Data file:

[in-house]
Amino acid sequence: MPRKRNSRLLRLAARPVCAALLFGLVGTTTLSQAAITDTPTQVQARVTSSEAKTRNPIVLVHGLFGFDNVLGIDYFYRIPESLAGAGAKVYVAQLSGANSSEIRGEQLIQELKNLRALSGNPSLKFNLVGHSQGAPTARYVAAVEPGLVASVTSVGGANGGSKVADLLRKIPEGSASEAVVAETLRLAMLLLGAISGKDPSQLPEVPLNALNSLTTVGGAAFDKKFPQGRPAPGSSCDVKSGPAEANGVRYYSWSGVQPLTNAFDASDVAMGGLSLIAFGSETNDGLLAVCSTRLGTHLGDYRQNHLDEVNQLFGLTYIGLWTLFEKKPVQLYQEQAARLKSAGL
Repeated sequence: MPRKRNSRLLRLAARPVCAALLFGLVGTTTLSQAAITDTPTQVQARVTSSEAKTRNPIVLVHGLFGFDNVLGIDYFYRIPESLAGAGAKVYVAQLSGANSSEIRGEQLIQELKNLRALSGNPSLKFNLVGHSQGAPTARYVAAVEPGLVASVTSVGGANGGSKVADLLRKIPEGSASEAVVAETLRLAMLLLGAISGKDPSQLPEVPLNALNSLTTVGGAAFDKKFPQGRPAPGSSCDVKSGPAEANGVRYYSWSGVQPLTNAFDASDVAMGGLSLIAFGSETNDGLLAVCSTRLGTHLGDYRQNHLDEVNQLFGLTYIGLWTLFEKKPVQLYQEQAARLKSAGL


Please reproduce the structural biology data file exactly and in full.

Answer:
[in-house]
Amino acid sequence: MPRKRNSRLLRLAARPVCAALLFGLVGTTTLSQAAITDTPTQVQARVTSSEAKTRNPIVLVHGLFGFDNVLGIDYFYRIPESLAGAGAKVYVAQLSGANSSEIRGEQLIQELKNLRALSGNPSLKFNLVGHSQGAPTARYVAAVEPGLVASVTSVGGANGGSKVADLLRKIPEGSASEAVVAETLRLAMLLLGAISGKDPSQLPEVPLNALNSLTTVGGAAFDKKFPQGRPAPGSSCDVKSGPAEANGVRYYSWSGVQPLTNAFDASDVAMGGLSLIAFGSETNDGLLAVCSTRLGTHLGDYRQNHLDEVNQLFGLTYIGLWTLFEKKPVQLYQEQAARLKSAGL
Repeated sequence: MPRKRNSRLLRLAARPVCAALLFGLVGTTTLSQAAITDTPTQVQARVTSSEAKTRNPIVLVHGLFGFDNVLGIDYFYRIPESLAGAGAKVYVAQLSGANSSEIRGEQLIQELKNLRALSGNPSLKFNLVGHSQGAPTARYVAAVEPGLVASVTSVGGANGGSKVADLLRKIPEGSASEAVVAETLRLAMLLLGAISGKDPSQLPEVPLNALNSLTTVGGAAFDKKFPQGRPAPGSSCDVKSGPAEANGVRYYSWSGVQPLTNAFDASDVAMGGLSLIAFGSETNDGLLAVCSTRLGTHLGDYRQNHLDEVNQLFGLTYIGLWTLFEKKPVQLYQEQAARLKSAGL